Species interactions can be a major factor driving natural selection, and these relationships often present themselves in the appearance and function of both plants and animals. Whether it be attractive fruits to draw animals to aid in dispersal, or thorns to repel herbivory, these features can have a big impact on the appearance of the plant and how it goes about its daily business. A common horticultural example of this is the American honeylocust (Gleditsia triacanthos L.) which is generally cultivated as thornless and often seedless street trees. However, some cultivated specimens do bear fruits, yielding seedlings that are more typical of their thorny, wild-type progenitors. These thorns are often compound (the thorns have thorns!) and are among the most noteworthy and vicious of any temperate tree species; indeed, they are believed to have warded off megafauna that are now extinct. While the trees seem literally built to repel large browsing creatures, the long, twisted, sweet pods seem designed to be a delicacy that even a human could enjoy.
The American honeylocust is not alone in terms of having a physical trait that seems to signal an ecological anachronism. Kentucky coffeetree (Gymnocladus dioicus (L.) K. Koch) also bears rather unusual fruits that seem optimized to be a food source for long-extinct creatures. Unlike the honeylocust, coffeetrees do not bear thorns; rather, they have a different response to herbivory and stem damage: they are prolific root-sprouters. As a result, coffeetrees can form large clonal colonies that can be easily spotted from a distance in any season by their unusually thick, gaunt stems. Coffeetrees are believed to be functionally dioecious, which means that there are male and female genders on separate trees; however there is some evidence that this is not always the case. When female trees are present, the pods make the trees very easy to spot from a distance in fall and winter.
While honeylocusts seem to be doing fairly well without their assumed megafauna associates, the same cannot be said of the Kentucky coffeetree. The proliferation of large ungulates that Europeans introduced during the colonization of North America seems to have been a boon for the honeylocust, but the coffeetree pods do not seem to be nearly so appealing to horses and livestock. Without passing through the digestive tract of a large mammal, the seed coat of coffeetree seeds remains virtually impermeable, leading to very low germination rates. Few animals seem to feed on the pods of coffeetree, although I have witnessed eastern grey squirrels (Sciurus carolinensis) chewing on them and ripping them apart. Whether this is for the sweetish gummy pulp inside the pods, or merely a recreational activity, I cannot say. It does appear that the squirrels sometimes leave behind seeds that have been abraded by chewing, so perhaps the squirrels are aiding the persistence of this species.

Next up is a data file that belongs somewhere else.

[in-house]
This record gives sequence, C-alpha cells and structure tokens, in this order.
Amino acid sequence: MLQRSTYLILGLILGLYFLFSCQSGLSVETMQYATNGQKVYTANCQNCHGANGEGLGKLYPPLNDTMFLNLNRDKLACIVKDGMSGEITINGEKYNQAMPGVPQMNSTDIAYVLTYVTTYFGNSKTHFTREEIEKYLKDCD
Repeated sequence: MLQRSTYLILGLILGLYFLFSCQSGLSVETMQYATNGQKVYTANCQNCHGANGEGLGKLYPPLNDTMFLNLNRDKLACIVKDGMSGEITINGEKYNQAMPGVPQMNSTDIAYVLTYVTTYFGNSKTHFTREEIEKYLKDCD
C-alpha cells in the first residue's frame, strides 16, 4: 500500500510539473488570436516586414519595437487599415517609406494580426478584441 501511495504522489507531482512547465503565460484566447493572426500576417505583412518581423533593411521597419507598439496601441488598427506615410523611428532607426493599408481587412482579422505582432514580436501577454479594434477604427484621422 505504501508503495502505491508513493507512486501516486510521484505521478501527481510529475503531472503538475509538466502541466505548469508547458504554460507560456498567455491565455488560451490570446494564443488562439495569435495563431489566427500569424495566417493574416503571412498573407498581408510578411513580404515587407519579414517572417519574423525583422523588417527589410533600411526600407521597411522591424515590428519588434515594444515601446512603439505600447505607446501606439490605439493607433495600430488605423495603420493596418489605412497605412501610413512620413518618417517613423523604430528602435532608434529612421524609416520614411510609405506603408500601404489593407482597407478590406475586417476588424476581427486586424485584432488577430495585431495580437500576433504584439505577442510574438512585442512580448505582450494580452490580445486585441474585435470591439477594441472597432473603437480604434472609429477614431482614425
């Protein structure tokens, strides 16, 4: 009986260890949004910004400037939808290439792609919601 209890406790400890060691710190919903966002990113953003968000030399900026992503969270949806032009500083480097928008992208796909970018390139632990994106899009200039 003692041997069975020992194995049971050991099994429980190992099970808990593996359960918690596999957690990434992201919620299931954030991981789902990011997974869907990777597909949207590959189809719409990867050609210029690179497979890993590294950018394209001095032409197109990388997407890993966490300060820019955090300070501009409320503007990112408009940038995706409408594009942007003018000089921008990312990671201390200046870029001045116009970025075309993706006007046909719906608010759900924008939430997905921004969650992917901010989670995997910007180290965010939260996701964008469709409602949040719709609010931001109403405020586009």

Without the widespread aid of animal dispersers, Kentucky coffeetrees are often found in floodplain habitats where moving water can transport and possibly abrade the extremely durable seed coats. In some cases, populations can be found growing in rocky limestone soils, although this appears to be less common in the present day. While it makes sense that the species can persist in areas where floodwaters can sometimes replicate the seed coat abrasion that had previously been performed by a large mammal, it is less clear how contemporary populations are persisting in upland areas.
As a child, I spent a lot of time reading my Golden Book on Trees of North America that was given to me by my Uncle Tom. One day, my father and I were cutting firewood near the Cook Lot at Limeledge and encountered a bizarre tree that neither of us could identify. It had shaggy, light gray outer bark over an inner bark with orange and pink tones. His initial suggestion was shagbark hickory, but the twigs were all wrong for hickory. We were also finding unusual pods on the forest floor. Eventually, we found a branch with pods still attached and I remembered the illustration from my book. I was sure it couldn’t be a coffeetree though, since the range map showed that it shouldn’t be anywhere in New York and we were in a suitably desolate area that the plants had probably not been introduced.